Seeking another job almost always demands time, effort and perseverance. But it seems that candidates are in favour of keeping their options open until they find the right role, after a new report from recruiter Advanced Resource Managers (ARM) found that more than four out of ten job-hunters apply for five or more roles in their typical job hunt.

Fewer than an eighth of candidates who responded to the survey had only applied for a single job, indicating that for most job-hunters it is better to spread their bets. In a competitive job market where success does not necessarily happen overnight, it makes sense that jobseekers are not all placing all of their hopes on a single vacancy.

Many are seeking advice and guidance through the process of finding and applying for roles, with 38 per cent saying that recruitment agencies were the best way for them to find jobs. Just under three out of ten said they preferred to look for vacancies themselves via job boards.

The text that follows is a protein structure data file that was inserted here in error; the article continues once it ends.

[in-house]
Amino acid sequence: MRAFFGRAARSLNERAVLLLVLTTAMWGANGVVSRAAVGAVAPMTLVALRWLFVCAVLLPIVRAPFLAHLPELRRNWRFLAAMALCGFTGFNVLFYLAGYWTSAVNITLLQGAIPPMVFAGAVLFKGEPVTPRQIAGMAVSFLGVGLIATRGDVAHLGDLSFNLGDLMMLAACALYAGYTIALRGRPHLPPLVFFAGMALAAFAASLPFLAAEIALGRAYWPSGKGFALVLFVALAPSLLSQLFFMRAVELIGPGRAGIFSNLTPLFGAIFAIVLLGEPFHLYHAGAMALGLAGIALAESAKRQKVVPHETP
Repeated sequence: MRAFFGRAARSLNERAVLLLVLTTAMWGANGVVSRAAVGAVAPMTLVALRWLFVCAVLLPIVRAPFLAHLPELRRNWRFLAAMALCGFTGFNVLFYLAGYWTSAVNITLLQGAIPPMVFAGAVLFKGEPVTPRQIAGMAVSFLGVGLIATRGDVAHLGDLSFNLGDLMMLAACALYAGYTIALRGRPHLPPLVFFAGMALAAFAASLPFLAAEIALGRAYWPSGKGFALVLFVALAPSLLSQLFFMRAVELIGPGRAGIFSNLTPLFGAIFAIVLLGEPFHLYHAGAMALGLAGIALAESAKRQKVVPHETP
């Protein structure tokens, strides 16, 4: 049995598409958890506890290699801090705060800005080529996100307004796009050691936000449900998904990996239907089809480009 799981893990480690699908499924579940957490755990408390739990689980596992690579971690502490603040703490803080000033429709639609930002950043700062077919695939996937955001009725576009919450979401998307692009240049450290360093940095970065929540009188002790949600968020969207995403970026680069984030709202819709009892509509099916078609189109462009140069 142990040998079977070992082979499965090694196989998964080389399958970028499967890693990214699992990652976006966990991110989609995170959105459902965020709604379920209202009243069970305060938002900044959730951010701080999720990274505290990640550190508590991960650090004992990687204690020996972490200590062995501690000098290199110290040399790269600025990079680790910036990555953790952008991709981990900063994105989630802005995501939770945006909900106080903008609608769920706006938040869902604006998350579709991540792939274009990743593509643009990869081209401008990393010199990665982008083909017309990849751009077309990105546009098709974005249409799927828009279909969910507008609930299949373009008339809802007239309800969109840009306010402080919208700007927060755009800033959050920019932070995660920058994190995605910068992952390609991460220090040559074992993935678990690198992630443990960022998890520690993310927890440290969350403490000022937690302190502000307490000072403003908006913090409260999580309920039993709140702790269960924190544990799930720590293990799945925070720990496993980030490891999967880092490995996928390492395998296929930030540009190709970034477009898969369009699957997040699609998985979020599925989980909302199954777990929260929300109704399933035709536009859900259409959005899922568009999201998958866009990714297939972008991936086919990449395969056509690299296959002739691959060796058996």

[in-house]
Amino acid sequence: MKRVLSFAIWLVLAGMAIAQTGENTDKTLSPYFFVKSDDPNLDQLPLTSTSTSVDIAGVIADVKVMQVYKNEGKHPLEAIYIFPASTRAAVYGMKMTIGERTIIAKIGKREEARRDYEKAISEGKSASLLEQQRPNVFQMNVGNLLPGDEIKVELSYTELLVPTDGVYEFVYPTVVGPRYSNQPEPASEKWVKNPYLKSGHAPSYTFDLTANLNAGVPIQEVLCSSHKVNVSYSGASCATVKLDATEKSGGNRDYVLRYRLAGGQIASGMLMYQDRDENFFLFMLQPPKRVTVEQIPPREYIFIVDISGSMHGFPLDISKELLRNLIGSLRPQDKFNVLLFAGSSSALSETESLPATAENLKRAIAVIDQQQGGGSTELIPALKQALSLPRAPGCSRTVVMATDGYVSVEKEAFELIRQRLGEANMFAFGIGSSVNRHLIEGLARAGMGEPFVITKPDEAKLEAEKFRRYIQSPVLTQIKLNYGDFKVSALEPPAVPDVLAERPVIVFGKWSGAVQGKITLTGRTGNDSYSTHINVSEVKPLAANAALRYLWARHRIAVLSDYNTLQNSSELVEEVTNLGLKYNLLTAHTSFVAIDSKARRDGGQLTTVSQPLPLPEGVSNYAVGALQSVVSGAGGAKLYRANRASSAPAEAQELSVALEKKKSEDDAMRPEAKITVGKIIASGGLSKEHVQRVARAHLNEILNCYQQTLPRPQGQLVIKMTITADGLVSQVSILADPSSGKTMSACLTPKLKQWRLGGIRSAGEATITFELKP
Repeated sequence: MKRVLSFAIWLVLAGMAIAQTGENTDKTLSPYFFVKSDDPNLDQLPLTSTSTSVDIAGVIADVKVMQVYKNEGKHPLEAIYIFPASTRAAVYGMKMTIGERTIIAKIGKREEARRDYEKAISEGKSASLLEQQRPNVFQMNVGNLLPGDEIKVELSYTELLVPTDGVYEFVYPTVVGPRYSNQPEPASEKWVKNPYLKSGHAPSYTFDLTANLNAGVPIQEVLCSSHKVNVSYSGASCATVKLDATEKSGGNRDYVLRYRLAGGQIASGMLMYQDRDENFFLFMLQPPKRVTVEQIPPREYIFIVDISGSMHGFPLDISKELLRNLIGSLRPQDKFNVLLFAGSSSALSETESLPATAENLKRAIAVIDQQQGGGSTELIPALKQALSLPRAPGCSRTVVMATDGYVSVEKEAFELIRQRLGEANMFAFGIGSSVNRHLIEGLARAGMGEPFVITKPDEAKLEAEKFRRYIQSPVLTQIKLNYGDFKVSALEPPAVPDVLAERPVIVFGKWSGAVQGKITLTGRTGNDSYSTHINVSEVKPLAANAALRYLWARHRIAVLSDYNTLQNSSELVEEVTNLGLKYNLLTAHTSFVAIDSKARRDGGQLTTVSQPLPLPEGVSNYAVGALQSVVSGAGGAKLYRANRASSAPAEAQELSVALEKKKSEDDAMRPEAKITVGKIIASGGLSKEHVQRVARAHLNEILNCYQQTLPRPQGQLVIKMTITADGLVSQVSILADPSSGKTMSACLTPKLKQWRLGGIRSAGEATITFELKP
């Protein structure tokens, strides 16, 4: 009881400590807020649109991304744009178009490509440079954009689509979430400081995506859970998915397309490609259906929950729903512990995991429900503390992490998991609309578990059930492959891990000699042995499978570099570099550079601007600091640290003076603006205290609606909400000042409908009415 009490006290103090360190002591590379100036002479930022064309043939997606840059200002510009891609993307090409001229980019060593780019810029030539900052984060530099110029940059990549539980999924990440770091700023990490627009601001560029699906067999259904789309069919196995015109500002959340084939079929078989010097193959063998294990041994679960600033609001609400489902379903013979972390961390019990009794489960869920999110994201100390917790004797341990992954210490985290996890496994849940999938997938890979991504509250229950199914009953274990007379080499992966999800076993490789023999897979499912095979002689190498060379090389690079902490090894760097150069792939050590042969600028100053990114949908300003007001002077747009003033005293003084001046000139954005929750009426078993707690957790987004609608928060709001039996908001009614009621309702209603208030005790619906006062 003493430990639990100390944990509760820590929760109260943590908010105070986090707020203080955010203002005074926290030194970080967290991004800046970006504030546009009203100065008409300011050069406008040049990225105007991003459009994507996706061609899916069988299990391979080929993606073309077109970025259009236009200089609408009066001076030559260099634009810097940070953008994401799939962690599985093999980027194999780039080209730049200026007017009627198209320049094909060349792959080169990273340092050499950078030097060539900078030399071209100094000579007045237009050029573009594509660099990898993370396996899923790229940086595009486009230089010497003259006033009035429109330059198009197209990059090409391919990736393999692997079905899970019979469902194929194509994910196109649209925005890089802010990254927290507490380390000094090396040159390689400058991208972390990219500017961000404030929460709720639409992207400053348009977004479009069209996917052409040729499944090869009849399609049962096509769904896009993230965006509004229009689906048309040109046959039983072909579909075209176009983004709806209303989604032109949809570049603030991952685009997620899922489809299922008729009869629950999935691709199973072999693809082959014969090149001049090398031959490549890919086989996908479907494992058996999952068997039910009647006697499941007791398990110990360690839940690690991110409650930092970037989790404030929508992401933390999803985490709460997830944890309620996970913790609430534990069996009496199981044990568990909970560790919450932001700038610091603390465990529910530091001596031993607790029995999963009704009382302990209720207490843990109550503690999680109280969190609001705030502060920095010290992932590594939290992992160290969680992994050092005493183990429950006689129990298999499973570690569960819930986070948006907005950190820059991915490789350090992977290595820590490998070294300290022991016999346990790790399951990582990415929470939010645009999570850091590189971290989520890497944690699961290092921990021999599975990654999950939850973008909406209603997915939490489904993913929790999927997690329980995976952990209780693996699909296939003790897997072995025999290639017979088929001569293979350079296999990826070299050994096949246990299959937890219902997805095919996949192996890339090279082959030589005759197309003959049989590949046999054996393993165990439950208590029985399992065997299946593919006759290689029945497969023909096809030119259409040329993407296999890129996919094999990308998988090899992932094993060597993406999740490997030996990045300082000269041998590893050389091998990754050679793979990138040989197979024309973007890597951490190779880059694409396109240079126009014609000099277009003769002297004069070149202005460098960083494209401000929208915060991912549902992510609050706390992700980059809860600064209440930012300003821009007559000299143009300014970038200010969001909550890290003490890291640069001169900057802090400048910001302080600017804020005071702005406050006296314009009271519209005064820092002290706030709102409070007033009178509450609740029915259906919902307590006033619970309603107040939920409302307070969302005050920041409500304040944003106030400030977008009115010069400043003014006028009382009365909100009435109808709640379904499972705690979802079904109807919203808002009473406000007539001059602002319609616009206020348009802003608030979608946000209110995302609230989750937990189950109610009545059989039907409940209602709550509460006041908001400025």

Interestingly, for all the press attention given to LinkedIn and Twitter as a means of finding jobs, social media are still not widely used in some sections of the labour market. In fact, 12 per cent of job-hunters said this was the best way for them to find work, slightly fewer than said they would go directly to employers to hear about vacancies.

But it is clear that the traditional image of the jobseeker poring over the small ads in newspapers and magazines is fading fast – fewer than one in ten said that they now find opportunities through these media.

Unsurprisingly, the top priority for respondents was the actual type of work they would be doing – its relevance to their industry and skills, for example. Yet there were plenty of reasons people sought new roles that were not just about the jobs themselves.

Some 23 per cent said that a short commute was paramount for them, while 21 per cent said that pay and benefits were the most significant factors that influences their job search. It appears that many candidates are unwilling to trade distance for higher pay.